by David Black, The Journal, June 4th 2012


A DEAL to secure the future of more than 100 workers at the Alcan power station in Northumberland should be completed by the end of this year, it was claimed yesterday. Rio Tinto Alcan bosses are in detailed negotiations to sell the Lynemouth power plant to a new owner, giving it a future as a standalone generating unit.

The proposed sale is subject to Government approval, with the deal awaiting the completion of a lengthy and complicated examination by the electricity industry and ministers. Alcan’s power station, which is fuelled by a combination of coal and biomass, employs 111 people and until recently provided electricity for the neighbouring, 512-job aluminum smelter.

The power was switched off in March as part of the phased closure of the smelter, which reached another milestone last week with the completion of the final shift and the exodus of almost 300 workers.

The power station, which has been a landmark on the coastline since the early 1970s, continues to operate at full capacity and is currently selling electricity to the national grid.


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Old June 20th, 2012, 10:45 AM   #147
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Who’s planning what, in Northumberland
by Iain Laing, The Journal, June 20th 2012


WHAT WILL Northumberland look like by 2030?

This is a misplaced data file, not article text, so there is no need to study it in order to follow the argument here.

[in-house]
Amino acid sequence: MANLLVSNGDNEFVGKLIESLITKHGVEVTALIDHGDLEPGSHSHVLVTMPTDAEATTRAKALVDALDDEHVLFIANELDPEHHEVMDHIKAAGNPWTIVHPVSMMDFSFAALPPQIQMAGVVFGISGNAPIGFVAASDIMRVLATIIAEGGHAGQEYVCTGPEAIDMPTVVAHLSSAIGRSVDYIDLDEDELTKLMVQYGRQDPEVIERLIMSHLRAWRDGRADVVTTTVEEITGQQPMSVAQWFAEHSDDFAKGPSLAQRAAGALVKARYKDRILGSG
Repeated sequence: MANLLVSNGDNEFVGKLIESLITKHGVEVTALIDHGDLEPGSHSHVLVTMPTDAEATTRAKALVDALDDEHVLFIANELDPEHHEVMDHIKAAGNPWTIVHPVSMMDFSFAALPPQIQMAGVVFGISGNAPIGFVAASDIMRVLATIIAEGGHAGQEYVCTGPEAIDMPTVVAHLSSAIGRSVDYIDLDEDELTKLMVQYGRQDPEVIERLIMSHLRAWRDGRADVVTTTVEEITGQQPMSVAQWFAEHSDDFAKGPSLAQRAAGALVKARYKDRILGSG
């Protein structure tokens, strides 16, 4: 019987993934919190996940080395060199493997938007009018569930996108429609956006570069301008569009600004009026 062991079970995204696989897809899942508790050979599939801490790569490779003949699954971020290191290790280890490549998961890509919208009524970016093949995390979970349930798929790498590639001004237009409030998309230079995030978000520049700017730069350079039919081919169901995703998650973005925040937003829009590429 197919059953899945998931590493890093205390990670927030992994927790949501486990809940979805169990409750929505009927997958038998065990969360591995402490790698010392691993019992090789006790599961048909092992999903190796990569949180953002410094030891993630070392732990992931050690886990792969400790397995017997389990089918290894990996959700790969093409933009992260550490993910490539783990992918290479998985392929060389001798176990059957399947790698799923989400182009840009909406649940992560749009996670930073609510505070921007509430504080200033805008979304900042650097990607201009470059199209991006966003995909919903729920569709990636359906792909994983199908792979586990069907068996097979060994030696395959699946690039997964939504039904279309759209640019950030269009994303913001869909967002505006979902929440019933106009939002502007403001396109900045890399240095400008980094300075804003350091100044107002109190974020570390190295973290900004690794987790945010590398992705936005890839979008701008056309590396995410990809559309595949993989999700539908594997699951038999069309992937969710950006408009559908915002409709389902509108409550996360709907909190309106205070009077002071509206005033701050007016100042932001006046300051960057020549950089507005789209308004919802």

That is not just a question for the 'futurologists' among us, it is something currently exercising the minds of Northumberland County Council’s planning and development chiefs. It should also be something developers, land owners and others with an interest in what happens in Northumberland over the next 18 years should take note of. Northumberland County Council recently issued its Core Strategy Issues and Options Document for public consultation. This consultation marks the first public stage in the production of a new Local Plan for Northumberland.

When finalised, this Local Plan will replace the currently existing suite of different Development Plans across the county. These plans include the saved policies from District Wide Local Plans and a number of core strategies adopted by Northumberland’s former district councils prior to the creation of the unitary Northumberland County Council in April 2009.